Numerous studies have focused on modernity’s destructive effect on traditional life- worlds, the desertion of villages and the ruination of rural areas. However, the fact that the modern condition also produces its own ruined materialities, its own marginalized pasts, is less spoken about. Since the 19th century, mass-production, consumerism and thus cycles of material replacement have accelerated; increasingly larger amounts of things are increasingly rapidly victimized and made redundant. At the same time processes of destruction have immensely intensified, although largely overlooked when compared to the research and social significance devoted to consumption and production (González-Ruibal 2006, 2008). The outcome is a ruined landscape of derelict factories, closed shopping malls, overgrown bunkers and redundant mining towns; a ghostly world of decaying modern debris normally left out of academic concerns and conventional histories.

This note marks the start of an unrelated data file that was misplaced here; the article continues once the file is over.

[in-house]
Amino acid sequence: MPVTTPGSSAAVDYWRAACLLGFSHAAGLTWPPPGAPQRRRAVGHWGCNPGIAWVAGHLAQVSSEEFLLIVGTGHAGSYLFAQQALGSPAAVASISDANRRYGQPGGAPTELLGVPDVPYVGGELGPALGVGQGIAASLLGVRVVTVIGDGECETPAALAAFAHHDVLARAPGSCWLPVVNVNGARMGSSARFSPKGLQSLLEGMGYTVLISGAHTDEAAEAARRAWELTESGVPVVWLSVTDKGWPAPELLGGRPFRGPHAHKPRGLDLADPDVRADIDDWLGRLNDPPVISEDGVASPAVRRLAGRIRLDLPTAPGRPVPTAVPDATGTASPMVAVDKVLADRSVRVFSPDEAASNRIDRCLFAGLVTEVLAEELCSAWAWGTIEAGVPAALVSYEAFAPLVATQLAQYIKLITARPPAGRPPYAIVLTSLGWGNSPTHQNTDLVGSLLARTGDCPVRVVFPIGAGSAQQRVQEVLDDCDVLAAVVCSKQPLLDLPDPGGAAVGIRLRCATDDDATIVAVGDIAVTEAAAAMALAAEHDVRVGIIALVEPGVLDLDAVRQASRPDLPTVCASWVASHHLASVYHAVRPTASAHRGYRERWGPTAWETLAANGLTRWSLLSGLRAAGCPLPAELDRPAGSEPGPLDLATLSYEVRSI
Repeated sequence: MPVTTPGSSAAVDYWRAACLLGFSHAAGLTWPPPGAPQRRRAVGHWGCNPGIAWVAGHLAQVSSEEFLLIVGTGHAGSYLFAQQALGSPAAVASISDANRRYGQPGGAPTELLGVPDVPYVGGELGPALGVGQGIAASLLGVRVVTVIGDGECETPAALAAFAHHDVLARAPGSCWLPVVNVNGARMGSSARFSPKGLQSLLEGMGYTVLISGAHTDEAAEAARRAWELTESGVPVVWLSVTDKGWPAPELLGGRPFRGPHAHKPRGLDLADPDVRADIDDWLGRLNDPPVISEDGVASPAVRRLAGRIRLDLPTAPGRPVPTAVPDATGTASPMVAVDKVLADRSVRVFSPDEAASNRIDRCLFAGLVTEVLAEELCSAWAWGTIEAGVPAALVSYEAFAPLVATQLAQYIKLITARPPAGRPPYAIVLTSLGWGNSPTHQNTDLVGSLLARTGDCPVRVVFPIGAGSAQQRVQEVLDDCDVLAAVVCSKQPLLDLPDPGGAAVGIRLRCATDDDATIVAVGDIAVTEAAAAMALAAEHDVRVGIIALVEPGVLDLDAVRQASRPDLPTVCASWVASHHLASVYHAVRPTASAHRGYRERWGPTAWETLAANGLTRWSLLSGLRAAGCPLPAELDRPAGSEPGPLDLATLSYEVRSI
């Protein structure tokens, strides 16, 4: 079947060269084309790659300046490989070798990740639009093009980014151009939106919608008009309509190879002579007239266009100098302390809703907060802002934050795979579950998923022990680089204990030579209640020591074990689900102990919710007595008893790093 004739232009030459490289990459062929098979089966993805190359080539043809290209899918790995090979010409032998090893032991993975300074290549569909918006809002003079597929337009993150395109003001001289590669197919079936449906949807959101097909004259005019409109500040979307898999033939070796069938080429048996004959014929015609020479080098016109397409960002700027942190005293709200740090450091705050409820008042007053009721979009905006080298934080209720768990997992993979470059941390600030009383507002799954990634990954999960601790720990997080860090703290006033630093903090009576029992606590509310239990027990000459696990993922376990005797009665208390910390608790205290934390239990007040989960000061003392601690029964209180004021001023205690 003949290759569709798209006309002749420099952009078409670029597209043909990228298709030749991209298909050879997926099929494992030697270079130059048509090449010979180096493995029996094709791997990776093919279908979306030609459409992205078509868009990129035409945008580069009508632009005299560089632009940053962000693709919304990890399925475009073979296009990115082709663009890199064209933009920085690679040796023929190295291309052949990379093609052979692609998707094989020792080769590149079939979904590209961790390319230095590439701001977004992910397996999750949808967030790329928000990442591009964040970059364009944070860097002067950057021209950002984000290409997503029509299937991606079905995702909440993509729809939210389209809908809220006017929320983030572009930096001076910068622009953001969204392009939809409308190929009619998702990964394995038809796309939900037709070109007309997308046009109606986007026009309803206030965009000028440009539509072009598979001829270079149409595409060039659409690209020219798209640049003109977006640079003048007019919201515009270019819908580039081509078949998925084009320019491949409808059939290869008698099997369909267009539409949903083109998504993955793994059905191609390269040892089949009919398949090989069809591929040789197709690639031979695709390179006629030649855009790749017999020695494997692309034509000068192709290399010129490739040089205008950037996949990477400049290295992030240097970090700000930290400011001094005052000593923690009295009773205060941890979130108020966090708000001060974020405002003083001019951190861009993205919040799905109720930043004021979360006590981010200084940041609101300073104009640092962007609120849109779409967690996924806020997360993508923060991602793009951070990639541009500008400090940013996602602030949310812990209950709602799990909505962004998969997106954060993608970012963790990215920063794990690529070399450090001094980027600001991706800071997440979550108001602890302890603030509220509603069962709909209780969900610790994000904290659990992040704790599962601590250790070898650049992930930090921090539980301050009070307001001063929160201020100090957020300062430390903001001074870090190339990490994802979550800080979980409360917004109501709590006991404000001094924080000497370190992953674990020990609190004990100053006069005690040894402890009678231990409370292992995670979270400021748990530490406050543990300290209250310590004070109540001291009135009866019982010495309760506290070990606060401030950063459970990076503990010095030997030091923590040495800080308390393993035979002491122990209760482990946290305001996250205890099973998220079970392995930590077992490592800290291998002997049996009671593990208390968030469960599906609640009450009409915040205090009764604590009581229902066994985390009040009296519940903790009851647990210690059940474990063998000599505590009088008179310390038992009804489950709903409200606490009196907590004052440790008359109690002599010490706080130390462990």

This ruin-landscape is the topic of the current research project. Based on selected case studies of industrial ruins, abandoned fishing villages and war remains in Norway, Russia, Iceland and Spain we want to explore how the ruins of modernity are conceived and assigned cultural value in contemporary academic and public discourses. Our research will cover three main themes: the aesthetics of waste and heritage, the materiality of memory, and the significance of things. Through these themes we want to develop theoretical arguments that help to understand why the derelict materiality of the modern to such an extent has been devalued and marginalized, but also to suggest possible means for reaffirming its cultural and historic significance. (Read the full Project Description)
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